Since the course uses Harvard’s signature case study-based approach to learning, it gives non-MBA candidates a taste of HBS’s powerful, hands-on teaching methodology. It may not be a mainstream HBS program but HBX CORe does carry the ‘Harvard’ tag, even if obliquely, and for many that’s reason enough to sign up.
Those who have taken the course say it is packed with videos of professionals from the business world, which makes it very relatable. What’s more, the interactive platform is fun and keeps students riveted throughout.
And here’s the thing about the HBX certification. It is by no stretch an MBA degree but, unlike platforms like Coursera, you can include it on your resume. If you pass with ‘honors’ or ‘high honors’, so much the better!
The cynics call HBX CORe a cash cow packaged in slick and convincing marketing. By pitching it as a primer for students enrolled in an MBA program, any MBA program, they enjoy a dual advantage.
Pre-MBA students at Harvard are more likely than not to take the HBX course, while students enrolled with an MBA program elsewhere but who also take the HBX primer become social ambassadors for the ‘Harvard’ brand. And we know just how powerful ‘social’ is as a marketing tool today.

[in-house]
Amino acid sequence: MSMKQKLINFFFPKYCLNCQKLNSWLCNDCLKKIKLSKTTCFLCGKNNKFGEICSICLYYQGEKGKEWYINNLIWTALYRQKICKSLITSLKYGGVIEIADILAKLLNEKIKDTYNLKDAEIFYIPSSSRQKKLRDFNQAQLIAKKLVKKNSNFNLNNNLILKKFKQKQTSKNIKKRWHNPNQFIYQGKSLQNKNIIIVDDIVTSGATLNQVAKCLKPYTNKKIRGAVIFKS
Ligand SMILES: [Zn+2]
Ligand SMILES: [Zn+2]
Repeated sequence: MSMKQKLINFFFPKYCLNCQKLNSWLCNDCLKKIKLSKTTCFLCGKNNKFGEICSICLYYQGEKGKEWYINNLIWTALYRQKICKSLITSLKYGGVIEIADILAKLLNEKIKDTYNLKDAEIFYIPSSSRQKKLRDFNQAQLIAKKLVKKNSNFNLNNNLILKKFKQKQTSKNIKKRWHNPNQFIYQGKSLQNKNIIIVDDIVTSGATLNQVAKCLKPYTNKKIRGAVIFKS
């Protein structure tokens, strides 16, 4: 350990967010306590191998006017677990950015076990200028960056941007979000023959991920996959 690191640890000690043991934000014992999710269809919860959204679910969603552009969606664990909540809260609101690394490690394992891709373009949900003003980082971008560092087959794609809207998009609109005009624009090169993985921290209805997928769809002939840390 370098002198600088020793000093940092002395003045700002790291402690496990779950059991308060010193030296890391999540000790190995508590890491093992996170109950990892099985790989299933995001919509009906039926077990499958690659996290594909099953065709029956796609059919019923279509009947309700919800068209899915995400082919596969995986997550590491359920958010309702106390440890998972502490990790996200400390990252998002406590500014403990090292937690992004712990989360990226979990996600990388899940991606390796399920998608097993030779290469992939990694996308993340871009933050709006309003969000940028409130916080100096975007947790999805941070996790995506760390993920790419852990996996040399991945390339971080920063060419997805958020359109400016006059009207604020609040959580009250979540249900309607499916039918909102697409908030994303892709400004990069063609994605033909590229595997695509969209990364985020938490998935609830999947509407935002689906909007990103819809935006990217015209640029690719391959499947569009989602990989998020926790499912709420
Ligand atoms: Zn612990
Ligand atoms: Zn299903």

The HBX catchphrase is, well, very catchy: ‘CORe can make sure you’re ready to contribute (to the MBA program) on day one.’
Then, realizing late that there may be a bigger market waiting to be captured, HBX made another pitch. It no longer aimed at ‘pre-MBA’ candidates but also at any and everyone starting their careers. Emphasising the ‘universal’ nature of the course, they suggested that all young professionals would benefit from it.
While there’s nothing wrong with selling an educational program with slick marketing, guard against getting overwhelmed by the ‘Harvard’ tag. Critics point out that the course is not selective or exclusive enough, with only 15 per cent applicants being turned down, mainly because their application forms were not filled out properly.
Also, the course holds little value in terms of leverage in the real world. While apt to mention on your resume, it will not earn you any brownie points during recruitment interviews.
Finally, HBX CORe simply does not give you the networking and career opportunities that you get from a full-fledged MBA program.
Harvard is not pitching the HBX CORe as a substitute for an MBA program; only a supremely engaging and very enlightening introduction to business.
So if you think you will benefit from enhanced business knowledge and can afford the price tag, it could be a good investment.
In contrast, if you are looking for a solid time-tested qualification with a measureable career impact and proven RoI, this may not be the one for you. Skip the excitement and stick to the boring traditional degree.
Read these related posts:
– Harvard online certificate courses (Interview with HBX Executive Director)
– Indian applicant who rejected the Harvard MBA admit
– Which MBA program beats Harvard MBA in value
– Harvard may not be the best MBA for you